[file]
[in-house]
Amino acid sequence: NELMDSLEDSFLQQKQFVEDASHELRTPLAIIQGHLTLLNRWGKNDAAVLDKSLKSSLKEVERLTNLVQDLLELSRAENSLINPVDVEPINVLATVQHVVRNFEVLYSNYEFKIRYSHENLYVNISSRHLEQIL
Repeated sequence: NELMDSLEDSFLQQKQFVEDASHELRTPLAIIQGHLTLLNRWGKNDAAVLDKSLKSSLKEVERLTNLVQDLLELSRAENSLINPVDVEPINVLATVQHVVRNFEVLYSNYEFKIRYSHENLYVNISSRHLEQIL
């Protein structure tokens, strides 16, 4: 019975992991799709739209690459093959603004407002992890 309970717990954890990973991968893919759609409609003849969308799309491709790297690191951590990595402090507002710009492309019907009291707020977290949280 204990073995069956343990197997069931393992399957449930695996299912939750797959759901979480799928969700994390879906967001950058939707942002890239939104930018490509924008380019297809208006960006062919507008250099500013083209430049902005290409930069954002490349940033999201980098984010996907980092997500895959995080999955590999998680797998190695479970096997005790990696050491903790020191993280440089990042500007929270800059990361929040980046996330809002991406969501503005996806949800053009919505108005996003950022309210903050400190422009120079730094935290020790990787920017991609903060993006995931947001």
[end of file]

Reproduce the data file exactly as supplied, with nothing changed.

[in-house]
Amino acid sequence: NELMDSLEDSFLQQKQFVEDASHELRTPLAIIQGHLTLLNRWGKNDAAVLDKSLKSSLKEVERLTNLVQDLLELSRAENSLINPVDVEPINVLATVQHVVRNFEVLYSNYEFKIRYSHENLYVNISSRHLEQIL
Repeated sequence: NELMDSLEDSFLQQKQFVEDASHELRTPLAIIQGHLTLLNRWGKNDAAVLDKSLKSSLKEVERLTNLVQDLLELSRAENSLINPVDVEPINVLATVQHVVRNFEVLYSNYEFKIRYSHENLYVNISSRHLEQIL
């Protein structure tokens, strides 16, 4: 019975992991799709739209690459093959603004407002992890 309970717990954890990973991968893919759609409609003849969308799309491709790297690191951590990595402090507002710009492309019907009291707020977290949280 204990073995069956343990197997069931393992399957449930695996299912939750797959759901979480799928969700994390879906967001950058939707942002890239939104930018490509924008380019297809208006960006062919507008250099500013083209430049902005290409930069954002490349940033999201980098984010996907980092997500895959995080999955590999998680797998190695479970096997005790990696050491903790020191993280440089990042500007929270800059990361929040980046996330809002991406969501503005996806949800053009919505108005996003950022309210903050400190422009120079730094935290020790990787920017991609903060993006995931947001």